It is not unduly cynical to say that the Howard government will only
move towards ending compulsory voting if it thinks that it will be to its
political advantage. Indeed, most politicians will form opinions on the
issue based overwhelmingly on its political effects. For the electorate
in general, however, there will be more interest in the rights and
wrongs of such a move.

The first point is that the onus of proof should always be on
proponents of compulsion, in any field, to show that it is necessary.
The presumption should always be that people should be allowed to do
what they want unless there are sufficient reasons for stopping them.
Sometimes the reasons are obvious: laws against murder, traffic rules,
and so on. Others are less clear.

Anecdotally at least, the main reason people seem to support compulsory
voting is that they dislike the consequences of low turnout in other
countries, specifically the United States. They do not stop to reflect
(and may not know) that voting is optional in most well-functioning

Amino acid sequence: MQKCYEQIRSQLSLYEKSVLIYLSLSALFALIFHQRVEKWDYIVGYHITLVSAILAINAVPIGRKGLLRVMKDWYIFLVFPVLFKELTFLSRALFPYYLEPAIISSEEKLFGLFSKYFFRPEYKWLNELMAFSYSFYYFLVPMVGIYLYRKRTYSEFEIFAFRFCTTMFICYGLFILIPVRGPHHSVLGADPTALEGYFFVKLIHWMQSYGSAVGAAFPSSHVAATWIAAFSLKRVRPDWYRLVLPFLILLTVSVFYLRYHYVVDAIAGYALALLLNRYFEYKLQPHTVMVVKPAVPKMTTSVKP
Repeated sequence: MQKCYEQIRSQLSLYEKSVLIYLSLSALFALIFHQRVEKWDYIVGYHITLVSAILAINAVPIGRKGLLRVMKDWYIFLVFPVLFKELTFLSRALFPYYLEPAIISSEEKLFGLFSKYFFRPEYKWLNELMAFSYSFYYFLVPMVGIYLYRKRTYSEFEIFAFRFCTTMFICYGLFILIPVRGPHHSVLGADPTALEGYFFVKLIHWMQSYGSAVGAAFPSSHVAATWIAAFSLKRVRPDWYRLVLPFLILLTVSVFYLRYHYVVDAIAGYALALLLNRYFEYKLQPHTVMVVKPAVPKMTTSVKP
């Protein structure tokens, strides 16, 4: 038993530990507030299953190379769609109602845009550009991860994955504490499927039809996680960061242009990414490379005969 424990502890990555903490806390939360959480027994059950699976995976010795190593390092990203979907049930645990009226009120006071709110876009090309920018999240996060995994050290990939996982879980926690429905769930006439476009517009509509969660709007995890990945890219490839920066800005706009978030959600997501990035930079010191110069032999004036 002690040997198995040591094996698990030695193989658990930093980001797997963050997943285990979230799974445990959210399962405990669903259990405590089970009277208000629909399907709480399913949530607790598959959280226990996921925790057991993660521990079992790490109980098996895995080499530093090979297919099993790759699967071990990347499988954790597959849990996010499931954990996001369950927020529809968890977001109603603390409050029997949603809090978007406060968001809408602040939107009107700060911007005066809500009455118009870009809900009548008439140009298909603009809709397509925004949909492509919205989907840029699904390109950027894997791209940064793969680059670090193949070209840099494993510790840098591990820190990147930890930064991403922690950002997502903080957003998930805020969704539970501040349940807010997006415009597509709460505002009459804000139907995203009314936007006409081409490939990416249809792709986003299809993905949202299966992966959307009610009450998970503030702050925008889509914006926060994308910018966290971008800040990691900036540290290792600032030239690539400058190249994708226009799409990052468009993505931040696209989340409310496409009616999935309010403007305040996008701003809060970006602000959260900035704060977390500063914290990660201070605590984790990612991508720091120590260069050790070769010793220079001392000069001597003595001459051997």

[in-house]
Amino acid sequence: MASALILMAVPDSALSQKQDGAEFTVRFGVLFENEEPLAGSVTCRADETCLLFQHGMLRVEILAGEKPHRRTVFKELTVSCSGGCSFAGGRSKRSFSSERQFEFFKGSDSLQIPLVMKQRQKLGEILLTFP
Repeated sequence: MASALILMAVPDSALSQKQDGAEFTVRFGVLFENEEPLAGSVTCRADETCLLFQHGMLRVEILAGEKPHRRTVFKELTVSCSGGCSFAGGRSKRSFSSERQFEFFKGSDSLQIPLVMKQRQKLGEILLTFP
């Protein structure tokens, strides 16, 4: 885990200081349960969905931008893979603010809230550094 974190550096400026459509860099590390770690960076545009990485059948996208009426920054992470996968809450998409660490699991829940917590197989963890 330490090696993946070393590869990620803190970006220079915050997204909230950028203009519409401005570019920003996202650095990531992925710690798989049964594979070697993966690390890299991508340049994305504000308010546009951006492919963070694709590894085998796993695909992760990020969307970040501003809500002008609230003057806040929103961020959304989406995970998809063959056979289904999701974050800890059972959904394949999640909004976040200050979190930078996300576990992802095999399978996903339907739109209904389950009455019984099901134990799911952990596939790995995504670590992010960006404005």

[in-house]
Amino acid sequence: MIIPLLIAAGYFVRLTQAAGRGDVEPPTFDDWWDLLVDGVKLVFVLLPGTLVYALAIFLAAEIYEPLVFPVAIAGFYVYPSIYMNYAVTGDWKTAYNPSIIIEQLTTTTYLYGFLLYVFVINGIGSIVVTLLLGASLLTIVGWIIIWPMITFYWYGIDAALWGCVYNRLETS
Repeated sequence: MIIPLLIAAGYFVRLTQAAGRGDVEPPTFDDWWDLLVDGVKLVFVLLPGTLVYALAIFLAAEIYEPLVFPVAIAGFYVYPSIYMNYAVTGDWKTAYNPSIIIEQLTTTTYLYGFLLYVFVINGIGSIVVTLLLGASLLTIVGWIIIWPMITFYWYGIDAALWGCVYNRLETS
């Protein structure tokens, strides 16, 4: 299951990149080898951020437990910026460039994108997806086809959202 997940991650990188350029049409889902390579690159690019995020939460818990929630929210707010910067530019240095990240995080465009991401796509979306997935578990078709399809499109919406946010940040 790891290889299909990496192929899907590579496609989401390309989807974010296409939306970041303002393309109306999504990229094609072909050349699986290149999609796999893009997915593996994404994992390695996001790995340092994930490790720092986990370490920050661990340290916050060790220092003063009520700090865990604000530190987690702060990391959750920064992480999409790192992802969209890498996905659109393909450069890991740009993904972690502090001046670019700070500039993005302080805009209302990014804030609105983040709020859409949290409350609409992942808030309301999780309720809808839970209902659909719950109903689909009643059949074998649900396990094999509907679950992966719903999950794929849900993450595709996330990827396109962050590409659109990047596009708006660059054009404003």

democracies: for example, in New Zealand, Canada, Britain, France,
Germany, Switzerland and the Scandinavian countries. Granted that the
American political system is largely dysfunctional, the fact that the
malaise has not spread universally suggests that optional voting is not
the prime culprit.

It is argued that voting should be regarded as a civic duty, like
paying taxes or serving on juries. But those things are compulsory not
because they foster a sense of community (although perhaps they do),
but for strictly practical reasons. It is not obvious what equivalent
practical benefit is being gained from compulsory voting.

Compulsory voting is popular in Australia, but I have yet to meet
anyone who says they feel more a part of the community by being forced
to show up at a polling booth; their thinking is more that others would
neglect their duty if it was optional. But like moral choice of any
sort, the fact of being forced devalues it to some extent. Treating the
vote as a duty makes us less likely to see it for the precious right
that it is.

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Peter Fray
Peter Fray
Editor-in-chief of Crikey
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